Police, gas utility workers entering RI homes to shut off gas (why?)

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<stuff snipped>

In suburban Maryland, near Annapolis/Naval Academy they were putting both meters inside new homes as late as 1974. My mom hated it as she should. There's been more than one serial killer that's posed as a meter man.
Law enforcement agents have also posed at meter readers to gain entrance to plant bugs, etc. I don't recall where I read it but the FBI field offices in most major cities have fake taxis, utilility trucks, mail trucks and other assorted vehicles they use for surveillance and other covert operations. Yep, the bottom line is "put the meter outside if you're worried about entry."
Now that various utilities hire lowest-bid contractors to do work in people's homes, there's probably more reason than ever before to be concerned about who comes in. Are they casing the joint? One cable jockey in this area was arrested for asking to use the homeowner's bathroom and then rifling quickly through their medicine cabinets looking for pain pills. My wife absolutely hated to be home alone with some of the goons sent out by the various utilities, especially by one cable company I won't name but that sorta rhymes with dumb-assed.
Most were nice and competent but more than one creeped her out. I'm pretty sure that being able to do a lot of our own plumbing, electrical and general repair work was a factor in her deciding to marry me, aside from my stunning good looks. (-: I often remind her when I fix something of its street value although when I do, she reminds me at bedtime of the street value of her services and tells me "that leaves you owing $400 if you want to get lucky." (-;
-- Bobby G.
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Your meter's on the outside, therefore EVERYBODY's meter is on the outside, huh?
Not necessarily. I've been in a lot of houses where the meters are inside. Both water and gas.

It only doesn't make sense when you close your mind off to the possibility that maybe, just maybe, you don't know it all.
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Your meter's on the outside, therefore EVERYBODY's meter is on the outside, huh?
Not necessarily. I've been in a lot of houses where the meters are inside. Both water and gas.

It only doesn't make sense when you close your mind off to the possibility that maybe, just maybe, you don't know it all. ======================================================== Only relatively new construction has meters on the outside. Pre-1960 (give or take), virtually ALL meters are inside, which means in some neighborhoods, 95% of meters.
As I mentioned elsewhere, one partial solution to the reading cost of inside meters is to RFID them, which has been done by me.
--
EA




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My house is metered on the inside with a master shutoff just between the meter and the gas entry point. Unlike water, there is no valve in front of the house.
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On 12/22/2011 9:35 PM, Home Guy wrote:

You can't grasp the simple reason why a utility responsible for safely managing the use of flammable gas would inspect each device when restoring service?
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George wrote:

Was there a problem with these devices *BEFORE* the gas was shut off?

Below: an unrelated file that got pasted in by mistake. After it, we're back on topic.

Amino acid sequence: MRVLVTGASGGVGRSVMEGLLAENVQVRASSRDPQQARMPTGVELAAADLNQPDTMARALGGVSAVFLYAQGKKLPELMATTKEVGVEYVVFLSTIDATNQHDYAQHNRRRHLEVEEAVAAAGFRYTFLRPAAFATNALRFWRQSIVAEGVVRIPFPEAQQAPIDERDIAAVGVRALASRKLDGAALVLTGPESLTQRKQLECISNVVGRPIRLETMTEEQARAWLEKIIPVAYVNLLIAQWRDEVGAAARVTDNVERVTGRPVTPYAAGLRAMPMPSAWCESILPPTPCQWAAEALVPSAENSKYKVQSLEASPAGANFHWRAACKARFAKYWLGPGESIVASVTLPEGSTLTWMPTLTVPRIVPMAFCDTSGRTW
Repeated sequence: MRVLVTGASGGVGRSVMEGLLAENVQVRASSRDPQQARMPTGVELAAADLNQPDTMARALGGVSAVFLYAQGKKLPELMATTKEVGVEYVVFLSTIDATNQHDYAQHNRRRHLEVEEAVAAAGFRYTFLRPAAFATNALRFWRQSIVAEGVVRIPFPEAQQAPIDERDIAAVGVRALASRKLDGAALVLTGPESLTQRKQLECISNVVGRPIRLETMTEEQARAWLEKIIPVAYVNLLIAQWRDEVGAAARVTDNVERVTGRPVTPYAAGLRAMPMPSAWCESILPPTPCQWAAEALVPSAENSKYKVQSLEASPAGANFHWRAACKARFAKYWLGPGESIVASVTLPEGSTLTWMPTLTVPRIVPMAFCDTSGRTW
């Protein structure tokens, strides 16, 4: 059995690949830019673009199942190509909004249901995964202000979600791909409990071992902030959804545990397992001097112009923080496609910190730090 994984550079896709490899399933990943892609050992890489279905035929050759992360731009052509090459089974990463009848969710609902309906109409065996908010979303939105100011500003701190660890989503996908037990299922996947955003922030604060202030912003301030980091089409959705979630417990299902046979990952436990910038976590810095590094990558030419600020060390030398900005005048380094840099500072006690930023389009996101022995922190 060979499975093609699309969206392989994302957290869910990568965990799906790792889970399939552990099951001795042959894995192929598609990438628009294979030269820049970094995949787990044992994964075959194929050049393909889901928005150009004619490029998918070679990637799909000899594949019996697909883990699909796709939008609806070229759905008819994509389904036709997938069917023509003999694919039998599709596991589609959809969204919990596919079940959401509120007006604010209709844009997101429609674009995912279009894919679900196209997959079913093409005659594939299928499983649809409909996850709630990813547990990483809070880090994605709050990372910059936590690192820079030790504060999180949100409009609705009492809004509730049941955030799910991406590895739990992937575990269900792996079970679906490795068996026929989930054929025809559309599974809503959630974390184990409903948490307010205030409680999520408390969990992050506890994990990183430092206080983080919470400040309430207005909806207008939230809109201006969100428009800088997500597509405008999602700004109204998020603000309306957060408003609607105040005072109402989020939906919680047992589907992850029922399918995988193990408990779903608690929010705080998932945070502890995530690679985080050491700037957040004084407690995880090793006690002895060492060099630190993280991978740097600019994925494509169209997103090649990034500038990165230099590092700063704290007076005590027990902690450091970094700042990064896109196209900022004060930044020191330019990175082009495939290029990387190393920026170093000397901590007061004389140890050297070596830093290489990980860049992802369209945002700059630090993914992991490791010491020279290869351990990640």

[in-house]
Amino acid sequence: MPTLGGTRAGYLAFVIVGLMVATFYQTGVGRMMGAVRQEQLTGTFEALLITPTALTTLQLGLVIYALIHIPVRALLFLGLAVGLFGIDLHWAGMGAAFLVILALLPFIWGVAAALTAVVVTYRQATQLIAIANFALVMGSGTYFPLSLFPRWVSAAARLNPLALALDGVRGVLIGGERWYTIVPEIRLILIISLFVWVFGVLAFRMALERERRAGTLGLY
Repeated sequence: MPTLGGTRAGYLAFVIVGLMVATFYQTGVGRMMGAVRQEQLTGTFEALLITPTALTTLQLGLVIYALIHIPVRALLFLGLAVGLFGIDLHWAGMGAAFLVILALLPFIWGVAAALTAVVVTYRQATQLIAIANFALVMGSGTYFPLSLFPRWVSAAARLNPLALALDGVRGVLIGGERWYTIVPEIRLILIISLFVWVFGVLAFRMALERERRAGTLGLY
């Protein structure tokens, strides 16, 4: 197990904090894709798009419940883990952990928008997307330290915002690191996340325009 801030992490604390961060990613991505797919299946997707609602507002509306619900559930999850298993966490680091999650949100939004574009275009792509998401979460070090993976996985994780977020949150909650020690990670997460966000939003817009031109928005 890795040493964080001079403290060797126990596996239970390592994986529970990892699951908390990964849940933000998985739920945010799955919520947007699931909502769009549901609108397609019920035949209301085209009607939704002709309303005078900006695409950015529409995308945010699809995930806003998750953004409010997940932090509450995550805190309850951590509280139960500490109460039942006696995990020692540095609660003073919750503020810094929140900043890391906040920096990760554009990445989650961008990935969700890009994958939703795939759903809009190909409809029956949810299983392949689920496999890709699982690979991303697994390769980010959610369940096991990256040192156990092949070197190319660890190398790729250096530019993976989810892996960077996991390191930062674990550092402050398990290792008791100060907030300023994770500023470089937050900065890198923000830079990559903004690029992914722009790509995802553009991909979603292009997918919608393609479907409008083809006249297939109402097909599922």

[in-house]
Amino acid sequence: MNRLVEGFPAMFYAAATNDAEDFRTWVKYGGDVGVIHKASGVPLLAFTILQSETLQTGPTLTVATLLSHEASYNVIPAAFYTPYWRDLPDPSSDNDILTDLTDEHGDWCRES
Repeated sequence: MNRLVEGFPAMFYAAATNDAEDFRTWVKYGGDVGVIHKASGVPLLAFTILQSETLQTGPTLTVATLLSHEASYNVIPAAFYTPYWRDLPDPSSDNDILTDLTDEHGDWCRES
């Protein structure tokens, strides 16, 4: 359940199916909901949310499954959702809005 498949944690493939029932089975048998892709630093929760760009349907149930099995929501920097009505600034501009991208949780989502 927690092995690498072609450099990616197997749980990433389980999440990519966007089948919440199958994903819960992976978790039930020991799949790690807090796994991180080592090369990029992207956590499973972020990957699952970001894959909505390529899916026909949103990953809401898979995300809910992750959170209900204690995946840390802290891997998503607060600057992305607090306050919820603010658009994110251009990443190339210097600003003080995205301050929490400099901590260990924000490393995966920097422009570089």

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Does not matter. Protocol of the gas company is to inspect each unit to be sure the pilot is lit and gas if flowing properly through a purged line.
When they did some work on the line feeding our building at work, I had to take a gut to every gas unit in the building to check out.
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wrote:

Same here. That was way, way back then when I often didn't have enough money to pay the gas bill on time. I had just bought my first house and was "house poor." I was shut off for non-payment and they had to do the inspection routine where they discovered the previous owner had connected the gas dryer improperly and I got shut off AGAIN! I've kept an overpayment going with the gas company ever since.
-- Bobby G.
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On 12/24/2011 9:18 AM, Home Guy wrote:

As an imagined expert on everything you don't understand much about gaseous fuel burning systems and devices do you?
If you ran the "home guy" gas utility would you simply instruct your field crews to turn on the main valve and hit the road after a pipe breech that depressurized the system was repaired?
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<stuff snipped>

He would also make sure that each homeowner got a small "Why America Sucks" message printed on every bill.
All joking aside, they have to inspect carefully if contaminants entered the system because any number of dangerous conditions could be created depending on the nature of the contaminants. A while back I recall the EPA finding high levels of PCB's in natural gas being used in the midwest. While not a concern for furnaces and water heaters, the waste products from contaminated gas burned in gas ovens and stoves is directly inhaled. There was a big stink a while back about sulfur compounds in natural gas that became corrosive when burned and was damaging gas appliances.
-- Bobby G.
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On 12/27/2011 3:33 AM, Robert Green wrote:

I do a bit of consulting from time to time and have told people who are about to build or remodel for a new restaurant to have their mechanical contractor install a Y strainer on their incoming gas line. The gas company around here is really very good but I've repaired commercial gas equipment where I had to remove the gas valve and dump out what looked like the contents of an ash tray because it clogged the screen on the input of the gas valve. Whenever I've installed NG powered generators, I always install a Y strainer on the incoming gas line. Most folks have no idea what could be lurking in old gas mains. ^_^
http://www.stayflowstrainers.com/Y_Strainers/YCT1-YCS1-Y-STEEL-STRAINERS /
http://preview.tinyurl.com/cwncp7p
TDD
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On 12/22/2011 8:35 PM, Home Guy wrote:

I don't remember if posts said they are turning the gas off at houses. If they are, if you have air in the supply can you have air/gas burning in the pipes like "backfire" in an oxy/acetylene torch?